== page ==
non-homogeneous boundary conditions on domains with oblique parallel layers.

    In the second part, we propose a two-stage preconditioning method for the alge-

    braic system resulting from the application of the introduced method to the diffusion

    equation on the prismatic meshes. We provide the description of the recommended

    implementation and show the results of numerical experiments used to compare its

    performance with some well-known preconditioners.

    In the third part, we consider application of non-conforming meshes on rectangu-

    lar domains with oblique parallel or curved concentric layers. We describe possible

    choices of such meshes for each case, and introduce benchmark problems used to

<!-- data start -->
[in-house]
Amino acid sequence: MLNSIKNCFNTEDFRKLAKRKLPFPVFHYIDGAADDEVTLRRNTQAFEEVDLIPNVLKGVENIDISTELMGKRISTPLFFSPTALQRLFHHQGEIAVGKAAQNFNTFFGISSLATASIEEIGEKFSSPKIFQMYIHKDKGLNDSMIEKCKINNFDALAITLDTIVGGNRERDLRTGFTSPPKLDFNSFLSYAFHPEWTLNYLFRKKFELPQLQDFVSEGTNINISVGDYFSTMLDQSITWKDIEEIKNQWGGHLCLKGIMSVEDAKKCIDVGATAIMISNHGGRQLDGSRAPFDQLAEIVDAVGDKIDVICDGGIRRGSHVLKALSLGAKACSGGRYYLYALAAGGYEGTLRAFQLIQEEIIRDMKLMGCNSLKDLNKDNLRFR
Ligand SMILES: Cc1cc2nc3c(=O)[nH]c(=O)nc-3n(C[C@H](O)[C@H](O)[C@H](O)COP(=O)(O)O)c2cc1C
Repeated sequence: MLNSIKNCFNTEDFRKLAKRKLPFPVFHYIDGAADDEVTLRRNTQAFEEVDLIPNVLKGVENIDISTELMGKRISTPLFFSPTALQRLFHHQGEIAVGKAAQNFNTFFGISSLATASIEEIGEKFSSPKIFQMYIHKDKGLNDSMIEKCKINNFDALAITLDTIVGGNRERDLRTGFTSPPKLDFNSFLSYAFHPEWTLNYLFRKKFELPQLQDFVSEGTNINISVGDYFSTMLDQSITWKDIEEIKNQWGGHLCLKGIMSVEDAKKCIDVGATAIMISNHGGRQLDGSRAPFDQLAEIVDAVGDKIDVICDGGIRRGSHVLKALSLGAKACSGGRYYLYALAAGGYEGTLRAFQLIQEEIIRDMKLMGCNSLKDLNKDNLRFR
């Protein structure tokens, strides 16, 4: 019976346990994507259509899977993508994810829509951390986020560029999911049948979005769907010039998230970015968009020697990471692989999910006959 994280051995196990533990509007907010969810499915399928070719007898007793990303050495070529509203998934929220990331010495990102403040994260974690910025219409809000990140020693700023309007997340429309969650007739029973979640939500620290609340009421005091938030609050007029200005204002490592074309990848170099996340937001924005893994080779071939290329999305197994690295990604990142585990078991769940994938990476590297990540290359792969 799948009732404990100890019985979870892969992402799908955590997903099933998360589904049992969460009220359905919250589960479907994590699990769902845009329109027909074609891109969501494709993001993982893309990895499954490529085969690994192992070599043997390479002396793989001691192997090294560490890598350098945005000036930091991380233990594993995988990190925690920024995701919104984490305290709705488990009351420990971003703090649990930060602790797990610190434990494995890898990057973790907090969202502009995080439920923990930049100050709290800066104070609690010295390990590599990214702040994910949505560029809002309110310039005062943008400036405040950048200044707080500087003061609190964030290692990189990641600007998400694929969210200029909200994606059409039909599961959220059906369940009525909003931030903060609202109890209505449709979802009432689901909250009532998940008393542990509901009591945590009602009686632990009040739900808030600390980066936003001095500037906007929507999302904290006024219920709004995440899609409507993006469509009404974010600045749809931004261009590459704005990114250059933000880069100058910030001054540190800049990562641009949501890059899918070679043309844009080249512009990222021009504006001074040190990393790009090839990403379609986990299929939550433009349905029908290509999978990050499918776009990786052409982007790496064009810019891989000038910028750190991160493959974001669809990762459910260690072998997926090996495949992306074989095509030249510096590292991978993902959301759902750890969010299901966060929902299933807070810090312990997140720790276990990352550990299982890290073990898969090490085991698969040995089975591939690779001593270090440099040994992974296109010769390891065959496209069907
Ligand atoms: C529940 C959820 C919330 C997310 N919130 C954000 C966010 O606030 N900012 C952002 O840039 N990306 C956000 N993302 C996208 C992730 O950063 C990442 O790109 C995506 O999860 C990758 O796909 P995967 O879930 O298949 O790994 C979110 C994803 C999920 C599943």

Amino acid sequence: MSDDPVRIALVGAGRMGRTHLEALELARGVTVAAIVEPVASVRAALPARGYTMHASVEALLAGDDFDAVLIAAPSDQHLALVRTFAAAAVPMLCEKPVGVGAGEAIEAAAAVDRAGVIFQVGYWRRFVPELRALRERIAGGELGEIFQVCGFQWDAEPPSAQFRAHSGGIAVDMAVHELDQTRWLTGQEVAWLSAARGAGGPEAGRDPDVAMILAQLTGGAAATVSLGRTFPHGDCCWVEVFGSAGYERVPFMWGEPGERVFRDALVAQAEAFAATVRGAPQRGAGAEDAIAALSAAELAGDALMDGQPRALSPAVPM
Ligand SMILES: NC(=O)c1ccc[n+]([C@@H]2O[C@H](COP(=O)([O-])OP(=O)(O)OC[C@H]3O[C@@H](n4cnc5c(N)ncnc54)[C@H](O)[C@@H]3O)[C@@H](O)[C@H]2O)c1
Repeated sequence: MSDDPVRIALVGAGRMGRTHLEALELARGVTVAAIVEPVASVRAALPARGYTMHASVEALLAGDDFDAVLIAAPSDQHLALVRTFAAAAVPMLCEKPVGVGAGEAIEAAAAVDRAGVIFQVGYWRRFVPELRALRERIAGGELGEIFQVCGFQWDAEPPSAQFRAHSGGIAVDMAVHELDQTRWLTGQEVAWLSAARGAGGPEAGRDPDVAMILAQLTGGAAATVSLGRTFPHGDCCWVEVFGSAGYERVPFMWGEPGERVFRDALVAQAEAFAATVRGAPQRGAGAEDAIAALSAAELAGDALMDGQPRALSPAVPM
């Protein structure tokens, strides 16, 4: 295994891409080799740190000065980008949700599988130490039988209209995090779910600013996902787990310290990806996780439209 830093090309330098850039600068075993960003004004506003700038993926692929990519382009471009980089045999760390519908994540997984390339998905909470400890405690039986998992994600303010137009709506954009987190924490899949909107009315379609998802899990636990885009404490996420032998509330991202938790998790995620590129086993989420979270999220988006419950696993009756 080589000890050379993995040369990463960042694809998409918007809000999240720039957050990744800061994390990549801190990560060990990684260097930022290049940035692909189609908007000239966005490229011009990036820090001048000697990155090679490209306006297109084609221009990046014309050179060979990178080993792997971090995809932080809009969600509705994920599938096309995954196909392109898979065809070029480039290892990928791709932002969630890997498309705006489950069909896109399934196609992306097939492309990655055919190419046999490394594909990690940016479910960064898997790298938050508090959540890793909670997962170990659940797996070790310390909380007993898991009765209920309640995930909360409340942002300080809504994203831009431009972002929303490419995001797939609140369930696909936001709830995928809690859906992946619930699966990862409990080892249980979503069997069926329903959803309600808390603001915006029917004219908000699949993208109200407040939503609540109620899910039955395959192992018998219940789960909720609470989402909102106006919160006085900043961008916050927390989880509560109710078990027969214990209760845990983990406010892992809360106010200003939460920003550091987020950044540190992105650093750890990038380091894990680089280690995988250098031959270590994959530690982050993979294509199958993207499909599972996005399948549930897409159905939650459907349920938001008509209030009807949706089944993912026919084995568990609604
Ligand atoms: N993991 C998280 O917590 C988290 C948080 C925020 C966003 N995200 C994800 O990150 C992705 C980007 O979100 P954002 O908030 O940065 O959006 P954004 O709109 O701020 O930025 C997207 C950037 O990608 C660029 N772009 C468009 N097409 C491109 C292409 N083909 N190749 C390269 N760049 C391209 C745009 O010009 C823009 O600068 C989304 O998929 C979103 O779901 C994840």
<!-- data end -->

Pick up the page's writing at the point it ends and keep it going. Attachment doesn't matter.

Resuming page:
compare the accuracy of finite element methods on conforming and non-conforming

    meshes. The results of numerical experiments are provided.

    v

  • Contents

    1 Introduction 1

    1.1 Review of approximation methods for the diffusion equation . . . . . 1

    1.2 Review of solution methods . . . . . . . . . . . . . . . . . . . . . . . 4

    1.3 Dissertation outline . . . . . . . . . . . . . . . . . . . . . . . . . . . . 6

    2 Mixed finite element method on prismatic meshes 8

    2.1 Problem formulation . . . . . . . . . . . . . . . . . . . . . . . . . . . 8

    2.1.1 Differential formulation . . . . . . . . . . . . . . . . . . . . . . 8

    2.1.2 Mixed variational formulation . . . . . . . . . . . . . . . . . . 10

    2.1.3 Macro-hybrid mixed formulation . . . . . . . . . . . . . . . . . 10

    2.2 Computational domain and mesh . . . . . . . . . . . . . . . . . . . . 13

    2.2.1 Layered computational domain . . . . . . . . . . . . . . . . . 13

    2.2.2 Definition of a prismatic mesh . . . . . . . . . . . . . . . . . . 15

    2.3 Definition of “div-const” FE spaces . . . . . . . . . . . . . . . . . . . 17